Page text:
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Mapped: Cryptocurrency Regulations Around the World

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Cryptocurrency Regulations Around the World

Mapped: Cryptocurrency Regulations Around the World

Following the unprecedented cryptocurrency boom in 2017, investors and governments alike could no longer ignore the growth of decentralized finance.

The world has become increasingly fascinated with cryptocurrencies and the ways they are enabling greater access, such as being able to send funds to remote places or securing capital for small businesses.

To aid this, cryptocurrency regulations are being slowly introduced into global financial markets. Regulations help to monitor these emerging digital currencies, and to allow for clearer guidelines and a measure of security.

The Regulatory Landscape

Today’s graphic from ComplyAdvantage maps out major regulatory cryptocurrency and exchange landscapes around the world, showing how sentiments towards digital currencies are evolving.

To do this, ComplyAdvantage measured cryptocurrency regulatory environments using their own Light-to-Tight scale, based on the following criteria:

  • Cryptocurrencies and exchanges status? (Ban = 3 points, Regulated = 2 points, Grey Area = 1 point)
  • Cryptocurrency considered legal tender? (Yes = 1 point, No = 0 points)
  • Planned legislation to increase crypto regulation? (Yes = 1 point, No = 0 points)

Which jurisdictions have the strictest and most relaxed regulations for cryptocurrencies?

Regulations by Region

Global attitudes towards the rise of cryptocurrencies have shifted greatly over the past few years. While the term cryptocurrency is a bit of a misnomer, some countries do consider digital currencies legal tender, with many viewing cryptocurrencies as commodities.

Below is a table of the major countries that are pursuing cryptocurrency regulations:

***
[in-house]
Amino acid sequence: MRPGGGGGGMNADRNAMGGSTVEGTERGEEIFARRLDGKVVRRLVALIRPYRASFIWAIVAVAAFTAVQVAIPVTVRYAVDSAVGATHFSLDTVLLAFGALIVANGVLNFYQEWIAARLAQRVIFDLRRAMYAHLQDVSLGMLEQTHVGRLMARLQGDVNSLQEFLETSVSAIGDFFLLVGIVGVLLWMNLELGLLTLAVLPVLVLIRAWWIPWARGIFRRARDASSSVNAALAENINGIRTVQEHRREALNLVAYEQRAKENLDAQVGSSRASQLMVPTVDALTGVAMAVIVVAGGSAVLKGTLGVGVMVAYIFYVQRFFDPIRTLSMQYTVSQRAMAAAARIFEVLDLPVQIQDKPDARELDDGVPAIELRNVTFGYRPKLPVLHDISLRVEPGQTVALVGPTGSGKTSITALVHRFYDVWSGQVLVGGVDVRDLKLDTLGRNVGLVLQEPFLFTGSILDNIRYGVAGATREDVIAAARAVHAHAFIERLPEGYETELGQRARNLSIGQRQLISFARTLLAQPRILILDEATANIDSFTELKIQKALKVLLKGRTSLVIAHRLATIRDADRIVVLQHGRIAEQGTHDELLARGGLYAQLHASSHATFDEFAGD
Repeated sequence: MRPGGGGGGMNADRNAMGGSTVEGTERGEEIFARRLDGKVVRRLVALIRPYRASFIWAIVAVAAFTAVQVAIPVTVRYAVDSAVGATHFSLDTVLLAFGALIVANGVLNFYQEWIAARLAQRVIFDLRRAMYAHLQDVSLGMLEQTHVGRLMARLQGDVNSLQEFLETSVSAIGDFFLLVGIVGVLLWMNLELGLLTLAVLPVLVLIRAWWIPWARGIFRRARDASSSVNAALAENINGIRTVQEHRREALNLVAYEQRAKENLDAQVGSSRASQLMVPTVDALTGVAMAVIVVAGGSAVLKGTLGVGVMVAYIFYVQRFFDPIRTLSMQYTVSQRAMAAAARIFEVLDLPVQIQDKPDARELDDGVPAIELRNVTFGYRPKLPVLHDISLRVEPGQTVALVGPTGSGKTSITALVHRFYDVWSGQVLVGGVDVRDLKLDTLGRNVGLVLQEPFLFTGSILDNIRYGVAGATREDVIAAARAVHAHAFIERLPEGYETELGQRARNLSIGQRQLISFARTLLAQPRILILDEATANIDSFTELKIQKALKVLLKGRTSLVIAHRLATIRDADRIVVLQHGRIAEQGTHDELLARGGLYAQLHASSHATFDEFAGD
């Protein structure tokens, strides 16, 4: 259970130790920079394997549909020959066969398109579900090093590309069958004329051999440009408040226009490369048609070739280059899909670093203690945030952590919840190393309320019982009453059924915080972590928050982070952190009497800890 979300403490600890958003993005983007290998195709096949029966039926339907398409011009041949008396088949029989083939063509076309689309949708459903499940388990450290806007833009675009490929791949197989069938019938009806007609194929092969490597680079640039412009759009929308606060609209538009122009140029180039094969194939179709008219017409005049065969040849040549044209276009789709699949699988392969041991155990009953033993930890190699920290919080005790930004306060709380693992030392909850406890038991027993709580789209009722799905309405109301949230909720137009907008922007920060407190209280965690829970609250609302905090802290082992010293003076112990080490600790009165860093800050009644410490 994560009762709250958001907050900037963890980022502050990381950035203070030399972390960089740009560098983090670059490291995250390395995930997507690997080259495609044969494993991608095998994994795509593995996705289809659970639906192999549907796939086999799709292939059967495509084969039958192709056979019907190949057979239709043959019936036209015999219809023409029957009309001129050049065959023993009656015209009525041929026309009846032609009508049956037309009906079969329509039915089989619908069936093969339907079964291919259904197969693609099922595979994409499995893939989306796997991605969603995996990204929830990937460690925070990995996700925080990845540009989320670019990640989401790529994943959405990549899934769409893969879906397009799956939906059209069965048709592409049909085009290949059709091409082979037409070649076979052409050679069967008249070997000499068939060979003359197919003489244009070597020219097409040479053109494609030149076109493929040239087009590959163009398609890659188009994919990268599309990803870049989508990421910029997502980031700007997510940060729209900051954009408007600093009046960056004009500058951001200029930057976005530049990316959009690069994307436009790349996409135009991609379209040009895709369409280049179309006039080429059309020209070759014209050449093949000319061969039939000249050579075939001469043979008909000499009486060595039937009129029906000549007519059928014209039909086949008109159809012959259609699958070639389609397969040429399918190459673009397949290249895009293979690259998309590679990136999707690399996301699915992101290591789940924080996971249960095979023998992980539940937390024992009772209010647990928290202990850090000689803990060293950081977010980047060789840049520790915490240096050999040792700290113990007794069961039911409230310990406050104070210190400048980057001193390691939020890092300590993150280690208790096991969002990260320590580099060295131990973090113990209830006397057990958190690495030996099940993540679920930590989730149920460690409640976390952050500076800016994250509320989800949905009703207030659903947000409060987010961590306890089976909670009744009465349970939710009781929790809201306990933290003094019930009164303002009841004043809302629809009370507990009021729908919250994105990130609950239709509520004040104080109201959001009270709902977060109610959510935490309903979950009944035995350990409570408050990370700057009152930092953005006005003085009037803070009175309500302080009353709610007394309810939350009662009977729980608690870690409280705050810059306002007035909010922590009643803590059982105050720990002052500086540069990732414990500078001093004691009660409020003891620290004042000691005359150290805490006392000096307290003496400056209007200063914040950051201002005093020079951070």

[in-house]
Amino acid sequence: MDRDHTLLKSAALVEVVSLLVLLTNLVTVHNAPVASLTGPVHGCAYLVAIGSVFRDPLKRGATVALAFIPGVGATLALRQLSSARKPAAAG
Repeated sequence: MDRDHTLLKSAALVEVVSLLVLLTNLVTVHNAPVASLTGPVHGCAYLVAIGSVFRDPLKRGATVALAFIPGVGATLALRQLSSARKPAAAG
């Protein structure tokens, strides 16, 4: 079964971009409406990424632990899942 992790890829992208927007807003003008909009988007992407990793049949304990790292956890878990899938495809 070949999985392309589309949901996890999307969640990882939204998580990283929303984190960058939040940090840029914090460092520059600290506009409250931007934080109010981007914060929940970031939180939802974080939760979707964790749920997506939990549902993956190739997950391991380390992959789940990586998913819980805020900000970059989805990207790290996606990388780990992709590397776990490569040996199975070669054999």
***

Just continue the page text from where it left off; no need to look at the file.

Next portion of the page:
CountryCryptocurrenciesExchangesInitial Coin Offerings (ICOs)
AustraliaLegal; treated as propertyLegal, must register with AUSTRACRegulated
SwitzerlandLegal; generally accepted as paymentLegal, regulated by SFTARegulated
MaltaNot legal tenderLegal, regulated under the VFA ActRegulated
EstoniaNot legal tenderLegal, must register with the Financial Intelligence UnitRegulated
GibraltarNot legal tenderLegal, must register with the GFSCRegulated
LuxembourgNot legal tenderLegal, must register with the CSSFRegulated
CanadaNot legal tender; some retailers accept as paymentLegal, regulation varies by province; final federal regulations expected late 2019Regulated
MexicoLegal, accepted as payment in some contextsGrey area; first crypto exchange in opened mid 2019Regulated
LithuaniaNot legal tenderLegal, must register with the Lithuanian Finance MinistryGrey area
United StatesNot legal tender; some retailers accept as paymentLegal, regulation varies by state; SEC expected to publish updated crypto regulations late 2019Grey area
UKNot legal tender; considered assetsLegal, registration requirements with FCAGrey area
RussiaNot legal tenderGrey area; regulations to be determined by the end of 2019Grey area
JapanLegal; treated as propertyLegal, must register with the Financial Services AgencyGrey area
NigeriaLegalGrey area; regulations upcoming from Central Bank of NigeriaGrey area
SingaporeNot legal tenderLegal, no registration requiredGrey area
South KoreaNot legal tenderLegal and regulated, must register with FSSBanned
IndiaNot legal tender; digital rupee may be in the worksEffectively illegal, but global and federal regulations being consideredBanned
ChinaBitcoin considered property; all other cryptocurrencies bannedIllegal, but a global regulatory framework being consideredBanned

Sources: ComplyAdvantage, HedgeTrade, CoinDesk

Asia

Japan has one of the most progressive regulatory climates for cryptocurrencies, widely considering bitcoin as legal tender and passing a law in mid-2017 recognizing cryptocurrencies as legal property. In late 2018, Japan also approved self-regulation for the crypto industry.

By contrast, China currently has one of the most restrictive environments in the world for cryptocurrency. China banned bitcoin transactions in 2013, as well as ICOs and crypto exchanges in 2017─though many have found workarounds through sites not yet firewalled.

Europe

Cryptocurrency and exchange regulations in the EU are determined by individual member states, and are considered legal across the bloc.

Digital currency offers great promise, through its ability to reach people and businesses in remote and marginalized regions.

—Christine Lagarde, Managing Director of IMF